Undocumented Life: Protecting migrant farm workers from abuse

During a hot afternoon last week, a group of farm workers sat under a tree resting after a long day working in the corn fields in Central Illinois.

The 100-degree heat is unforgiving and the men lay in the grass tired. Attorney Miguel Keberlein-Gutierrez walked up to them and introduced himself.  As he starts talking to three workers sitting on the grass, others start to gather around and he starts handing out his business cards.

"I'm just here to tell you about your rights," he tells them.

Keberlein-Gutierrez, who runs the Illinois Migrant Legal Assistance Project, sits next to the workers and starts talking to them about work, their contract, the heat and whether they are getting enough water in the fields.

About 700 2HA workers came to Illinois last year and that number is expected to increase to about 1,000 this year, he said.

(Scroll down for photos.)

These temporary agriculture workers are vulnerable to abuse because they are under the radar. No one really knows they're here picking fruits and vegetables or working in the corn fields. These workers live in isolated areas, without knowing where they are.

Employers transport them from their country of origin to the fields. They're completely dependent on their bosses for food and shelter.  They are supposed to be paid $11 an hour, and have their living costs covered.

They also know that if they are fired they will be shipped back to their countries.

Many employers use this to their advantage. They know the workers won't complain,  said Keberlein-Gutierrez.

The workers nod. But no one says anything.

The attorney reminds them that just a year ago, another temporary farm worker died in the same fields where they are working now.  He's name was Humberto Casarrubias Sanchez, 36, who died from hyperthermia due to extreme heat, the coroner told a local newspaper.

The worker disappeared July 19, 2011 while detasseling -- the same work these migrant workers were hired to do.

The workers nod, they know about Humberto's death. He, too, was an H2A worker.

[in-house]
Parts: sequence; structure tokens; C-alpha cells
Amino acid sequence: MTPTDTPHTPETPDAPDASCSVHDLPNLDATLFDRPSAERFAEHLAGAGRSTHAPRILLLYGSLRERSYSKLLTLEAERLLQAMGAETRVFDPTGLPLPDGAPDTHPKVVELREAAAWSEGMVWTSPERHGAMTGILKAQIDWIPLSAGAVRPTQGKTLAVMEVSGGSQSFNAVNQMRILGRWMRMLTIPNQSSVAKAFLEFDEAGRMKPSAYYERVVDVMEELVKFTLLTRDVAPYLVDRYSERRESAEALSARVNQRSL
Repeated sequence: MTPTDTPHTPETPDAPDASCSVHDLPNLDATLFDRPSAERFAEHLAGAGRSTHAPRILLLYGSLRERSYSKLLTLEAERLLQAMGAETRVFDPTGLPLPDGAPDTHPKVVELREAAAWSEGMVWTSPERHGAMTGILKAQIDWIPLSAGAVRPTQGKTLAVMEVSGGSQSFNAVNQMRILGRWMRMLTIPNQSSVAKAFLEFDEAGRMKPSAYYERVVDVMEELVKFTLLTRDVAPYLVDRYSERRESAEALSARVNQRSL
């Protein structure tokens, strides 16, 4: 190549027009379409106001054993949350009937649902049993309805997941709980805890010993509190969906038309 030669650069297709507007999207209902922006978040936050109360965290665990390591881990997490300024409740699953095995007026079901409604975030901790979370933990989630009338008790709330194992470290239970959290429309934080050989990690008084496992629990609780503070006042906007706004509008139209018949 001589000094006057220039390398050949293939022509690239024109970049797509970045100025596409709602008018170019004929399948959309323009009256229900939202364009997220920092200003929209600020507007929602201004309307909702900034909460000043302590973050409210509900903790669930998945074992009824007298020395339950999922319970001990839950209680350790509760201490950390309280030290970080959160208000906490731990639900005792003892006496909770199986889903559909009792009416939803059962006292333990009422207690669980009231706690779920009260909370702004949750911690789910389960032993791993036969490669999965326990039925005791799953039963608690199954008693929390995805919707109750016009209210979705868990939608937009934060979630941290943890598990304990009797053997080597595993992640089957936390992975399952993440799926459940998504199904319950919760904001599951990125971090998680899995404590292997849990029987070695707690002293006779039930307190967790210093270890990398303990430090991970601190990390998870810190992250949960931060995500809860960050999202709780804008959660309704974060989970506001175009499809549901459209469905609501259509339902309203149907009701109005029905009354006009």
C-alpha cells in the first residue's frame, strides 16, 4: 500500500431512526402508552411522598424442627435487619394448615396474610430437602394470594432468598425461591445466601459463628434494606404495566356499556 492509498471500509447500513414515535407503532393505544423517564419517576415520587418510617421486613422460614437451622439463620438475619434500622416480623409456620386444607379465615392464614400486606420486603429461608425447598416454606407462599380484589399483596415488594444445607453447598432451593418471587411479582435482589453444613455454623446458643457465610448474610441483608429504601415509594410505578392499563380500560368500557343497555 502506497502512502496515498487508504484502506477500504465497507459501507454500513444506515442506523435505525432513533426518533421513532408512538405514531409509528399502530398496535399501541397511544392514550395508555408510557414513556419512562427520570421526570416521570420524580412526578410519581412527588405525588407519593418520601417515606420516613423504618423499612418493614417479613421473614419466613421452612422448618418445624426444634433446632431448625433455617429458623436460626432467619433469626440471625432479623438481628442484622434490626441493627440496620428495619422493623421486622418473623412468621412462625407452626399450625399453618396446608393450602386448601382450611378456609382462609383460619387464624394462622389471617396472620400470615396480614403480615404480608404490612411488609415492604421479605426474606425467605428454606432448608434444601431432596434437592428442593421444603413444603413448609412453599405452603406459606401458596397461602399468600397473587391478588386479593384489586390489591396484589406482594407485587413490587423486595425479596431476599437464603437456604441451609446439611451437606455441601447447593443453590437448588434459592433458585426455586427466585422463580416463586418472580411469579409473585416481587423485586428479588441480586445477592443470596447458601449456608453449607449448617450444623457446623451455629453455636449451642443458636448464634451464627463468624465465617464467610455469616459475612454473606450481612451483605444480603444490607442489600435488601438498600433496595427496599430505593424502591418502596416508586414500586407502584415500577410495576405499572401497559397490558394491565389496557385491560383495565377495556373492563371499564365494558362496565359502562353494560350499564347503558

This type of visa is used by growers to fill positions when owners can prove that they can't find Americans to work the fields.

Because a visa is given to each worker thanks to the employer, many workers are not paid fairly  and some workers are even abused. Many workers often have to pay for housing, the legal fees employers encountered while processing the visa, among other "administrative" costs, said  Keberlein-Gutierrez.

"They are brought here by bus and they have no geographical idea of where they are," he said while driving to LaSalle Illinois.  "This is a vulnerable population."

The Illinois Farm Bureau was asked about these alleged abuses, but they were unable to comment Monday.

Keberlein-Gutierrez and his team -- another attorney, an intern and a paralegal -- use the public contracts posted on the U.S. Department of Labor's web site to find these workers. They visit the workers regularly to ensure they're not being abused.

The Illinois Migrant Legal Assistance Project has filed many complaints with the U.S. Department of Labor on behalf of U.S. workers who were denied these jobs and recently settled a lawsuit against a company for not paying H2A workers their last paycheck, he said.

The settlement had a privacy clause and Keberlein-Guitierrez said he couldn't talk about the settlement.

During this recruiting trip, the attorney stopped at a motel at Springs Valley and a motel in LaSalle Illinois. Most of the workers were new in the area. Most of them were brought to Illinois by bus from Alabama, Georgia and some from Florida.

The workers were quiet. The youngest of the workers joked around and talked about their loved ones. But not many reported abuse.

"They are afraid of talking"  Keberlein-Gutierrez  said while driving back to Chicago that night. For him, this is the beginning of a long work season. The important thing is that the workers know him and he'll come back to continue the relationship and build trust, which is what workers need in order to feel safe and report abuse.

Photos by Maria I. Zamudio.

© Community Renewal Society 2012

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